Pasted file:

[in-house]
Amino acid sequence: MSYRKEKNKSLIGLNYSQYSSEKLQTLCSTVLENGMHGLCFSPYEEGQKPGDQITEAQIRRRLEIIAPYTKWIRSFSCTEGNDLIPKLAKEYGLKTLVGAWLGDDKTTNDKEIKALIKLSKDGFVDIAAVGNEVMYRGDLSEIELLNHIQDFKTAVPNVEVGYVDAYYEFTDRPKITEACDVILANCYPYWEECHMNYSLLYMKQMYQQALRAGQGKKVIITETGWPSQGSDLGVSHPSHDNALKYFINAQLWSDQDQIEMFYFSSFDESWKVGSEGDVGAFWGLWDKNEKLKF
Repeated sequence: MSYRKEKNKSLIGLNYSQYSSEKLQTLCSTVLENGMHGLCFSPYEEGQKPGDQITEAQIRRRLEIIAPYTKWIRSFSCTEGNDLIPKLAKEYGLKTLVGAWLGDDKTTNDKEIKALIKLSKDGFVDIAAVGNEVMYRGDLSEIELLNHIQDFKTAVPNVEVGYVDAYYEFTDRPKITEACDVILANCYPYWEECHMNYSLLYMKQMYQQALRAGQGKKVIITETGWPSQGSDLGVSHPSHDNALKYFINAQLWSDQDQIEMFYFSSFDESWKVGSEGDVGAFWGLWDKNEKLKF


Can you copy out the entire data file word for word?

[in-house]
Amino acid sequence: MSYRKEKNKSLIGLNYSQYSSEKLQTLCSTVLENGMHGLCFSPYEEGQKPGDQITEAQIRRRLEIIAPYTKWIRSFSCTEGNDLIPKLAKEYGLKTLVGAWLGDDKTTNDKEIKALIKLSKDGFVDIAAVGNEVMYRGDLSEIELLNHIQDFKTAVPNVEVGYVDAYYEFTDRPKITEACDVILANCYPYWEECHMNYSLLYMKQMYQQALRAGQGKKVIITETGWPSQGSDLGVSHPSHDNALKYFINAQLWSDQDQIEMFYFSSFDESWKVGSEGDVGAFWGLWDKNEKLKF
Repeated sequence: MSYRKEKNKSLIGLNYSQYSSEKLQTLCSTVLENGMHGLCFSPYEEGQKPGDQITEAQIRRRLEIIAPYTKWIRSFSCTEGNDLIPKLAKEYGLKTLVGAWLGDDKTTNDKEIKALIKLSKDGFVDIAAVGNEVMYRGDLSEIELLNHIQDFKTAVPNVEVGYVDAYYEFTDRPKITEACDVILANCYPYWEECHMNYSLLYMKQMYQQALRAGQGKKVIITETGWPSQGSDLGVSHPSHDNALKYFINAQLWSDQDQIEMFYFSSFDESWKVGSEGDVGAFWGLWDKNEKLKF